Developing a strategic plan for diversity and inclusion in any organization takes time, effort and a willingness to “lean into discomforts.” Here are a few things to do to ensure success:
Have a strategic human resource management plan.
- Do you know how you will ensure that the right talent is in the right jobs at the right time in order to achieve your business strategy in the short-, medium and long-terms?
Consider the role that diversity will play in your plan.
- The labour force is more diverse than it has ever been, and that diversity will continue to increase.
- Do you know how your organization will attract the best talent from all the different groups in the contemporary labour force?
Consider the skills your workforce needs to be effective in the contemporary diverse environment.
- Do your employees have the intercultural skills needed to interact effectively with a diverse customer base?
- Do you know how to develop the managerial and interpersonal skills your workforce needs to work effectively across differences?
Create a people management system that supports the valuing of diversity.
- Do you know what your hiring and retention rates are by demographic group?
- Do you know your employees’ career goals?
- Have you helped your employees develop career plans within the context of your organization?
- Do you conduct exit interviews so that you know why people leave?
- Have you conducted succession planning?
- Have you identified a cohort of high potential employees?
- Is that cohort diverse, to provide you with a feeder pool to top management?
Develop a supportive climate for diversity of opinion and viewpoint.
- One mistake companies make is to bring a diverse set of bodies in the door without welcoming the diverse set of ideas and viewpoints those bodies bring with them. (Cognitive Diversity: How individuals process information)
- How comfortable are your people with disagreements in team meetings?
- How often do people speak up against the majority opinion?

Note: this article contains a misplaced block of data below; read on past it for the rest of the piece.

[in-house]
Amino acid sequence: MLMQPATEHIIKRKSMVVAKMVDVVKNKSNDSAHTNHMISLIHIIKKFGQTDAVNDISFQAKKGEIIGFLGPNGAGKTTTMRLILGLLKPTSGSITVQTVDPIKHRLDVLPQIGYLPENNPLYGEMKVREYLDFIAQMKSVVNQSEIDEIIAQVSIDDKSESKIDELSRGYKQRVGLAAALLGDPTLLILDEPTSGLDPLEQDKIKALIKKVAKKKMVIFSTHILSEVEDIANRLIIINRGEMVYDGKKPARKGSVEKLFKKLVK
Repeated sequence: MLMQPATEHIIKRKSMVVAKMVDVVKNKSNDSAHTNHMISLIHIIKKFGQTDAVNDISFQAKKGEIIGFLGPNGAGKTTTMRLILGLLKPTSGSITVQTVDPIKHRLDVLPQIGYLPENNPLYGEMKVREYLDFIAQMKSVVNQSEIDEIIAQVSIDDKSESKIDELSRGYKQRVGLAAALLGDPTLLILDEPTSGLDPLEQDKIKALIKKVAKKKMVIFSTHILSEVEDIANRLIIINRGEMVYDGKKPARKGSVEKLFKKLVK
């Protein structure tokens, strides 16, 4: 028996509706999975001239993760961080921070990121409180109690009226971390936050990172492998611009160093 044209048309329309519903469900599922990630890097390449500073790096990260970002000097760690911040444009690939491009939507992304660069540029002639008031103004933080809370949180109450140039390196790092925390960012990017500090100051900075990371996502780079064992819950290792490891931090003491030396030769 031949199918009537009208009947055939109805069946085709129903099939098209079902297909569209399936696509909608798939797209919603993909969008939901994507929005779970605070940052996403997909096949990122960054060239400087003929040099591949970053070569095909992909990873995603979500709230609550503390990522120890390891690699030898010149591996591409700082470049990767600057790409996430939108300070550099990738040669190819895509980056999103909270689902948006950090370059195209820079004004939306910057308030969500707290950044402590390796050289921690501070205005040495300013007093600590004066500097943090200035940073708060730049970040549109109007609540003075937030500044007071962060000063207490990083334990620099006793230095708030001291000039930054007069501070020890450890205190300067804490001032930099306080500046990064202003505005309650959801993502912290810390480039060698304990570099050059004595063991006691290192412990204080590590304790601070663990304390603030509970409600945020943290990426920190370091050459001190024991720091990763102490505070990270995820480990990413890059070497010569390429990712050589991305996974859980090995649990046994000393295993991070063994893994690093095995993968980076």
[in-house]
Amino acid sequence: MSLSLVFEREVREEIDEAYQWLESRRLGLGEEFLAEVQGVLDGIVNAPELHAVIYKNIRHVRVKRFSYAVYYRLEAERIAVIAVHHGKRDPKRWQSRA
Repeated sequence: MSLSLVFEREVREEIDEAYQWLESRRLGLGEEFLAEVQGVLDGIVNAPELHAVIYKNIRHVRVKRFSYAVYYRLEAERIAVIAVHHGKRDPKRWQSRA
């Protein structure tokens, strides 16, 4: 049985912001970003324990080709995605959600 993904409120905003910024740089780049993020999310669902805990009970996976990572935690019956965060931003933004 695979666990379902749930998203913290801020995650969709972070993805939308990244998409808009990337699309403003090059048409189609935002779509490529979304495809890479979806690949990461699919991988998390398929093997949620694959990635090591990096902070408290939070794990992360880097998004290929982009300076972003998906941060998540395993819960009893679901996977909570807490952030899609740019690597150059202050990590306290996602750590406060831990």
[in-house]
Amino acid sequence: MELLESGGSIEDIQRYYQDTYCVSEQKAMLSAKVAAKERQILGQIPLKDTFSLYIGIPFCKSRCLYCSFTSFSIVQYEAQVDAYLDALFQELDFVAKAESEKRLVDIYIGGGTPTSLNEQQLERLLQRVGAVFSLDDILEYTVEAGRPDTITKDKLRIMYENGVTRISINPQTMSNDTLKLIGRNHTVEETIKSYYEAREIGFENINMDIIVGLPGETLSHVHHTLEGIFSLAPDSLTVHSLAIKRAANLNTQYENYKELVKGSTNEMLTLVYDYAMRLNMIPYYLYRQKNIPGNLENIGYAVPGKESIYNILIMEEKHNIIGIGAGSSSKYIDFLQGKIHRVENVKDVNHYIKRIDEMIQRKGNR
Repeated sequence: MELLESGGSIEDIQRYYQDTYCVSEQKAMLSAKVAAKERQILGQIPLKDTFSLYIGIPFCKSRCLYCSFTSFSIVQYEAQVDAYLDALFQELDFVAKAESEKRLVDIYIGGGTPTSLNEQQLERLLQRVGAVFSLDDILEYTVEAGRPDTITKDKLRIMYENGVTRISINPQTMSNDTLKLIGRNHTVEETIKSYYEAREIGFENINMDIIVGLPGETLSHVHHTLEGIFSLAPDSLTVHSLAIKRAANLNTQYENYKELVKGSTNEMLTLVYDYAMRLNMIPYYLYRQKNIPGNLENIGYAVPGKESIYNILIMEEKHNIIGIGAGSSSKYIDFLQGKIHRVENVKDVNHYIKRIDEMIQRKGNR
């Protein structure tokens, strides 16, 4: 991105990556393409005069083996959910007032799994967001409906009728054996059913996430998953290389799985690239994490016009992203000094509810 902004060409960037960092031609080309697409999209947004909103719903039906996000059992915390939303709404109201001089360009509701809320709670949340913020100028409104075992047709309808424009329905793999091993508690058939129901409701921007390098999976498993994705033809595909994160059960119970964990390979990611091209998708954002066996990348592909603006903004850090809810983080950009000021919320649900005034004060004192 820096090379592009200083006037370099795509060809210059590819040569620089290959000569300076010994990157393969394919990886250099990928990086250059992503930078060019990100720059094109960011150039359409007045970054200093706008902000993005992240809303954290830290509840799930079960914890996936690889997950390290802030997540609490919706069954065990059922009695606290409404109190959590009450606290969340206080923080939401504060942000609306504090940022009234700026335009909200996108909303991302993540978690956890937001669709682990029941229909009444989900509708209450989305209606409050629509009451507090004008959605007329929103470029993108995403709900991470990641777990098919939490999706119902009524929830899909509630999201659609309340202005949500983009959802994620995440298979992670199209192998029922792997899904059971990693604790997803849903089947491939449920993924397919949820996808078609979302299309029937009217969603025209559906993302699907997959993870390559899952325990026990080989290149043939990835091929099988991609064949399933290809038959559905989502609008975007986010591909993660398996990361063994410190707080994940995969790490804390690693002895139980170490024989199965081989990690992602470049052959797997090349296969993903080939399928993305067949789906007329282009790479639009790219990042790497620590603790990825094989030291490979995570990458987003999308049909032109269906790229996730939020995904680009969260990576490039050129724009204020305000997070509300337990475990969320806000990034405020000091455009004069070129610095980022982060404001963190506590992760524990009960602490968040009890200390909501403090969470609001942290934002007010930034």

- A climate for diversity requires that organizational members become comfortable with sharing different viewpoints and learn not to be defensive in the face of differences of opinion.
Build support among top leaders.
- Without clear and frequent supportive communication from top management and a willingness on their part to hold the organization accountable for diversity, your progress will be limited.
Build skills among supervisors and middle managers.
- Have your managers received training on people management skills?
- Does that training include examples and situations where managers can practice working across differences?
Hold managers accountable for effectiveness in managing diversity.
• Are your managers appraised on effectiveness in managing diversity?
• Are they rewarded for it?
- Does your organization provide employees with opportunities to meet each other in social situations with their families?
- Are your organizational events comfortable and inviting for people with different food requirements, accessibility needs, and personal interests?
Create a support system for members of identity groups that are in the numerical minority.
- Mentoring programs or buddy systems provide people with guidance on the tacit information on how to succeed in your organization.
- Employee Affinity groups provide a support network and a sounding board for people to obtain advice from their own cultural standpoint on how to be effective in the organization.
Take an integrated approach
- Diversity and Inclusion is not only an HR “problem” ; hiring for representation.
- Have you considered the other areas within the organization that would benefit? – Products/Services, Marketing, Stakeholder/Community Connections, Workplace Culture, Leadership Behaviours, Human Capital
- Are you regularly measuring how your employees and clients/customers are experiencing your organization?